Chinese University Associated with Uyghur Repression Signs Partnership with Exeter

Academics at Tsinghua University in Beijing have been accused of fuelling China’s persecution of Uyghur Muslims by laying the intellectual foundations of the minority’s abuse

The University of Brighton told Byline Times that they “had one contract with BGI Genomics. The contract period is 5.11.19 to 30.11.23. The contract was for equipment hire, training and consumables.” This contract is therefore ongoing, and would likely bring BGI in to work with the Brighton Integrative Genomics (BIG) Unit. Byline 

The University of Cardiff revealed five contracts with BGI or its subsidiaries for projects to develop therapies for Rheumatoid Arthritis, sequencing of wildlife for conservation, and general genome sequencing, while the Liverpool School of Tropical Medicine had one contract for cell sequencing with BGI Genomics in 2018.

King’s College London told Byline Times: “Our Research Management and Innovation Directorate have on record two studies in which an SLA was set up with a BGI subsidiary however, on both occasions no work was outsourced to BGI and the partnerships were not activated. For clarity, no income was received, no samples have been sent for analysis, no access to UK Biobank was involved and no transfers to China.” King’s College refused to provide further details of the agreements, citing commercial confidentiality.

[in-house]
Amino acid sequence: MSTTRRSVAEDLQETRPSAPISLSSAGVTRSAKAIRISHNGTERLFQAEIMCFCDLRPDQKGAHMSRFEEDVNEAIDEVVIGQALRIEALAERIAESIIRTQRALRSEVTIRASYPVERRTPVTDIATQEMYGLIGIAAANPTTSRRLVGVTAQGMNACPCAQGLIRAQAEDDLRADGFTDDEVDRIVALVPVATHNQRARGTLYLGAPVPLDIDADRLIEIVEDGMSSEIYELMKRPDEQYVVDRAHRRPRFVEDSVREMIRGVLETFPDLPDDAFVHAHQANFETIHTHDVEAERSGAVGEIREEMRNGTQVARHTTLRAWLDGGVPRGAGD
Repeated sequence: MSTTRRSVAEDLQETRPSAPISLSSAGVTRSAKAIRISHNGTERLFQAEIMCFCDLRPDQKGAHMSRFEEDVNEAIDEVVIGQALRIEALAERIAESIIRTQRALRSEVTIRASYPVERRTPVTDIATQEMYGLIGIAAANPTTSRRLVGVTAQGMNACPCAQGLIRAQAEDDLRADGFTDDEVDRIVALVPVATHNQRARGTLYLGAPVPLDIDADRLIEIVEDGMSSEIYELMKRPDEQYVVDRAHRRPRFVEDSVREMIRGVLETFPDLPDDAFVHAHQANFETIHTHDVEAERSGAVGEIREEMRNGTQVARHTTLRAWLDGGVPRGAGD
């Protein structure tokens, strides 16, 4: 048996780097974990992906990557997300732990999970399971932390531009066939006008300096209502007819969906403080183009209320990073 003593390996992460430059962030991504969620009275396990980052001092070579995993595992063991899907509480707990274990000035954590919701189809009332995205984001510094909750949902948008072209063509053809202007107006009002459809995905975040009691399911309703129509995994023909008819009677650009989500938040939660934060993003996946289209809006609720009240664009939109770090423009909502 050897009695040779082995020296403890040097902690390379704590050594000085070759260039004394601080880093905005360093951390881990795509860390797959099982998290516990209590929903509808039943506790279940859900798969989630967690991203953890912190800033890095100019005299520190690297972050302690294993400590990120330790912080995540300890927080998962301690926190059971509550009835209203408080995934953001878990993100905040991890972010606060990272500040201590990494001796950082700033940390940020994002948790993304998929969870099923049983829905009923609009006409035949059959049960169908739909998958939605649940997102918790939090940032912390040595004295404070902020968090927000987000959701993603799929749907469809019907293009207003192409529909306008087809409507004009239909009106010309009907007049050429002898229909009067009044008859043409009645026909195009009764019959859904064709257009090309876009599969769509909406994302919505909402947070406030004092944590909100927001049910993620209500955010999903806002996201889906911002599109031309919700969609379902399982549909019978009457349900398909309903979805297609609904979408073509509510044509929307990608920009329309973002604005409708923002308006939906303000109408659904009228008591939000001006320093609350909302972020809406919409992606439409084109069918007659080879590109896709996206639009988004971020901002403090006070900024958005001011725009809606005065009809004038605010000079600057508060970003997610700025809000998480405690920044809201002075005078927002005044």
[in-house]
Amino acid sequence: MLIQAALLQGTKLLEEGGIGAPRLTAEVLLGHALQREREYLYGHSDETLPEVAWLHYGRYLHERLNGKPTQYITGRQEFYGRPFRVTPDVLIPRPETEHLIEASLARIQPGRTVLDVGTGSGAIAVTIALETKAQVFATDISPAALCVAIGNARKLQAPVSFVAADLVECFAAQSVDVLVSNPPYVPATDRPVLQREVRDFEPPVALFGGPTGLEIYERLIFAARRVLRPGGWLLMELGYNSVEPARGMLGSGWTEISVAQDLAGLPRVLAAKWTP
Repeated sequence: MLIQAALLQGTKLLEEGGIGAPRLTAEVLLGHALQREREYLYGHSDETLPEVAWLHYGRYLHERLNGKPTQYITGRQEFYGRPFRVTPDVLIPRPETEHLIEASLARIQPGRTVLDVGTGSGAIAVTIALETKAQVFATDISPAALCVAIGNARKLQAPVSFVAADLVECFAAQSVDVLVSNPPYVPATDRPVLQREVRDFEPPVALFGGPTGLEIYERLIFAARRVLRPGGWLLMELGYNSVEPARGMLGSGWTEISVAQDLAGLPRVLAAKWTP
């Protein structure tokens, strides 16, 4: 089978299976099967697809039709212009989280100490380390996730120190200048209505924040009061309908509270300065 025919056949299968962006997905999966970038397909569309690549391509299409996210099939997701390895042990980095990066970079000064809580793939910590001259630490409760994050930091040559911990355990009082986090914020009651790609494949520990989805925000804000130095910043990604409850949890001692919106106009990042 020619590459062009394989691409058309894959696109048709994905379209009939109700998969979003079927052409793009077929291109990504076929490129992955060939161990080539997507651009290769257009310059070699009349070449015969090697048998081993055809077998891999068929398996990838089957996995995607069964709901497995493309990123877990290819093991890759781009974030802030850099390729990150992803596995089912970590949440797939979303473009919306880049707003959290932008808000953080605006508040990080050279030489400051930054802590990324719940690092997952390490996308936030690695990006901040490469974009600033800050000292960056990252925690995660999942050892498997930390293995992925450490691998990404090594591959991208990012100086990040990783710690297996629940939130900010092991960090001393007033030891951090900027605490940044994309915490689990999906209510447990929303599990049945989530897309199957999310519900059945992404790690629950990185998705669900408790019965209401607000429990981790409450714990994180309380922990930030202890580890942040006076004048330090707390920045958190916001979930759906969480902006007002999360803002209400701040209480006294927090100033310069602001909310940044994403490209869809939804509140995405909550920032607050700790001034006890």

Byline Times also found joint research projects between BGI and the University of Liverpool, University of Manchester, University of Westminster, Bangor and the University of Birmingham, who set up a joint research centre with BGI on their campus in 2014. An investigation by the Daily Mail found that Edinburgh and Imperial College London had also collaborated with BGI. Liverpool, Imperial and Edinburgh all denied they had worked with BGI in response to our FoI requests.

The University of Southampton refused to fulfil the FoI request sent to them, saying that they do hold information relevant to the inquiry – suggesting they have done work with BGI – but refused to publish details citing commercial confidentiality. Byline has found evidence of research projects between Southampton’s Faculty of Medicine and BGI.